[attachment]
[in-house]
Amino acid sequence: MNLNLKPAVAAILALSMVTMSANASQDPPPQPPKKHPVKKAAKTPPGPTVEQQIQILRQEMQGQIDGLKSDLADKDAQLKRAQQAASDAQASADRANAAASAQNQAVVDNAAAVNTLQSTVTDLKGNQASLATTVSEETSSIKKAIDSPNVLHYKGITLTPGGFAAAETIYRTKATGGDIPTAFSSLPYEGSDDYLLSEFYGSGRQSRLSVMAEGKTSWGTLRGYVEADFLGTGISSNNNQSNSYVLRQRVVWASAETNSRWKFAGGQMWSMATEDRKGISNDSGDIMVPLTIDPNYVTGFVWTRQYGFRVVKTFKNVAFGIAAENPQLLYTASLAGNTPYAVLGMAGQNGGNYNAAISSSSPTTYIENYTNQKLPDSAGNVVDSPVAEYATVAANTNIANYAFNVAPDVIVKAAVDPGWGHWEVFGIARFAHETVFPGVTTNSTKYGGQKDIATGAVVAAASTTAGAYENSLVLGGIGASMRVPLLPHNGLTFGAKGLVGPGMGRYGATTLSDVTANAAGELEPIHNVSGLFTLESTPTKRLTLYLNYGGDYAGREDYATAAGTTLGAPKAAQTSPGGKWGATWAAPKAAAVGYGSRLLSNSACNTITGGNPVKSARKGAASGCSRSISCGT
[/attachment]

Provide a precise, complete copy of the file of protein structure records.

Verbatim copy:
[in-house]
Amino acid sequence: MNLNLKPAVAAILALSMVTMSANASQDPPPQPPKKHPVKKAAKTPPGPTVEQQIQILRQEMQGQIDGLKSDLADKDAQLKRAQQAASDAQASADRANAAASAQNQAVVDNAAAVNTLQSTVTDLKGNQASLATTVSEETSSIKKAIDSPNVLHYKGITLTPGGFAAAETIYRTKATGGDIPTAFSSLPYEGSDDYLLSEFYGSGRQSRLSVMAEGKTSWGTLRGYVEADFLGTGISSNNNQSNSYVLRQRVVWASAETNSRWKFAGGQMWSMATEDRKGISNDSGDIMVPLTIDPNYVTGFVWTRQYGFRVVKTFKNVAFGIAAENPQLLYTASLAGNTPYAVLGMAGQNGGNYNAAISSSSPTTYIENYTNQKLPDSAGNVVDSPVAEYATVAANTNIANYAFNVAPDVIVKAAVDPGWGHWEVFGIARFAHETVFPGVTTNSTKYGGQKDIATGAVVAAASTTAGAYENSLVLGGIGASMRVPLLPHNGLTFGAKGLVGPGMGRYGATTLSDVTANAAGELEPIHNVSGLFTLESTPTKRLTLYLNYGGDYAGREDYATAAGTTLGAPKAAQTSPGGKWGATWAAPKAAAVGYGSRLLSNSACNTITGGNPVKSARKGAASGCSRSISCGT